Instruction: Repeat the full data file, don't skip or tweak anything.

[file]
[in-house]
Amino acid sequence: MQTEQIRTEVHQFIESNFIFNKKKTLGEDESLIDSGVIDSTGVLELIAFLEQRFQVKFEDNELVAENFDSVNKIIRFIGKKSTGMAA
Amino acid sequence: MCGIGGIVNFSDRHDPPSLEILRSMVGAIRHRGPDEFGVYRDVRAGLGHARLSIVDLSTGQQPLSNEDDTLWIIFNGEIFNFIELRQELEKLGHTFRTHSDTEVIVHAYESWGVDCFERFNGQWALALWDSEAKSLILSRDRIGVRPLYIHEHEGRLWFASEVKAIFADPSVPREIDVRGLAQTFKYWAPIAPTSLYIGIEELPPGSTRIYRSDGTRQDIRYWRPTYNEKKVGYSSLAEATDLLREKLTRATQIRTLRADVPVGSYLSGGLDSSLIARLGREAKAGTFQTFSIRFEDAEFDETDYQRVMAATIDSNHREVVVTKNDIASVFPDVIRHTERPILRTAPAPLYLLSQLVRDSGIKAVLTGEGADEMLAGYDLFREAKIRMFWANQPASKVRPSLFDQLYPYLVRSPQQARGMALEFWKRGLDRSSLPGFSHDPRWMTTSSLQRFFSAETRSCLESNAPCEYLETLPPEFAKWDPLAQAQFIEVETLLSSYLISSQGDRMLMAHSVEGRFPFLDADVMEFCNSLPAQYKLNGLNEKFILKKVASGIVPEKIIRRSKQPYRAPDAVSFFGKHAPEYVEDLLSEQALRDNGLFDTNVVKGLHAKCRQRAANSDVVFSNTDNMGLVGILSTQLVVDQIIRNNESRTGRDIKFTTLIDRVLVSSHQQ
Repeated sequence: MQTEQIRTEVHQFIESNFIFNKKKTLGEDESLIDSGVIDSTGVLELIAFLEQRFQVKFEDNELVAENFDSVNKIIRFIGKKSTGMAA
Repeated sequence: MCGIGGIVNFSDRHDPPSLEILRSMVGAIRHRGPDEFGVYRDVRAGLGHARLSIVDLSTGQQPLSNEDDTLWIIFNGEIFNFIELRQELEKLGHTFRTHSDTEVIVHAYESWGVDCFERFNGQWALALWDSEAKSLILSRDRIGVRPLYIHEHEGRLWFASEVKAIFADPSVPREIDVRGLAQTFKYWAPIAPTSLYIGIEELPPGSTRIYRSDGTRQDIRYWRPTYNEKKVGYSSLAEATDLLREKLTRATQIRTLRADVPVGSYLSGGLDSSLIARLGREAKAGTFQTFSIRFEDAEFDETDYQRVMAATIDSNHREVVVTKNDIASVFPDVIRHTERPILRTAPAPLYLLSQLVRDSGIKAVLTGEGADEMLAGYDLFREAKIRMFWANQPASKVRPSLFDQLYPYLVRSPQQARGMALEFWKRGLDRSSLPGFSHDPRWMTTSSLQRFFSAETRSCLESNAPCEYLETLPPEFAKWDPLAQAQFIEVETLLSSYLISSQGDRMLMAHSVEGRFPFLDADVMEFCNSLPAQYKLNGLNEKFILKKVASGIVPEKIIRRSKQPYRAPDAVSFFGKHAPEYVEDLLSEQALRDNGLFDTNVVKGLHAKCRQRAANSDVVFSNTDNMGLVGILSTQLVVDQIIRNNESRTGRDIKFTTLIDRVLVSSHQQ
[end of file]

[in-house]
Amino acid sequence: MQTEQIRTEVHQFIESNFIFNKKKTLGEDESLIDSGVIDSTGVLELIAFLEQRFQVKFEDNELVAENFDSVNKIIRFIGKKSTGMAA
Amino acid sequence: MCGIGGIVNFSDRHDPPSLEILRSMVGAIRHRGPDEFGVYRDVRAGLGHARLSIVDLSTGQQPLSNEDDTLWIIFNGEIFNFIELRQELEKLGHTFRTHSDTEVIVHAYESWGVDCFERFNGQWALALWDSEAKSLILSRDRIGVRPLYIHEHEGRLWFASEVKAIFADPSVPREIDVRGLAQTFKYWAPIAPTSLYIGIEELPPGSTRIYRSDGTRQDIRYWRPTYNEKKVGYSSLAEATDLLREKLTRATQIRTLRADVPVGSYLSGGLDSSLIARLGREAKAGTFQTFSIRFEDAEFDETDYQRVMAATIDSNHREVVVTKNDIASVFPDVIRHTERPILRTAPAPLYLLSQLVRDSGIKAVLTGEGADEMLAGYDLFREAKIRMFWANQPASKVRPSLFDQLYPYLVRSPQQARGMALEFWKRGLDRSSLPGFSHDPRWMTTSSLQRFFSAETRSCLESNAPCEYLETLPPEFAKWDPLAQAQFIEVETLLSSYLISSQGDRMLMAHSVEGRFPFLDADVMEFCNSLPAQYKLNGLNEKFILKKVASGIVPEKIIRRSKQPYRAPDAVSFFGKHAPEYVEDLLSEQALRDNGLFDTNVVKGLHAKCRQRAANSDVVFSNTDNMGLVGILSTQLVVDQIIRNNESRTGRDIKFTTLIDRVLVSSHQQ
Repeated sequence: MQTEQIRTEVHQFIESNFIFNKKKTLGEDESLIDSGVIDSTGVLELIAFLEQRFQVKFEDNELVAENFDSVNKIIRFIGKKSTGMAA
Repeated sequence: MCGIGGIVNFSDRHDPPSLEILRSMVGAIRHRGPDEFGVYRDVRAGLGHARLSIVDLSTGQQPLSNEDDTLWIIFNGEIFNFIELRQELEKLGHTFRTHSDTEVIVHAYESWGVDCFERFNGQWALALWDSEAKSLILSRDRIGVRPLYIHEHEGRLWFASEVKAIFADPSVPREIDVRGLAQTFKYWAPIAPTSLYIGIEELPPGSTRIYRSDGTRQDIRYWRPTYNEKKVGYSSLAEATDLLREKLTRATQIRTLRADVPVGSYLSGGLDSSLIARLGREAKAGTFQTFSIRFEDAEFDETDYQRVMAATIDSNHREVVVTKNDIASVFPDVIRHTERPILRTAPAPLYLLSQLVRDSGIKAVLTGEGADEMLAGYDLFREAKIRMFWANQPASKVRPSLFDQLYPYLVRSPQQARGMALEFWKRGLDRSSLPGFSHDPRWMTTSSLQRFFSAETRSCLESNAPCEYLETLPPEFAKWDPLAQAQFIEVETLLSSYLISSQGDRMLMAHSVEGRFPFLDADVMEFCNSLPAQYKLNGLNEKFILKKVASGIVPEKIIRRSKQPYRAPDAVSFFGKHAPEYVEDLLSEQALRDNGLFDTNVVKGLHAKCRQRAANSDVVFSNTDNMGLVGILSTQLVVDQIIRNNESRTGRDIKFTTLIDRVLVSSHQQ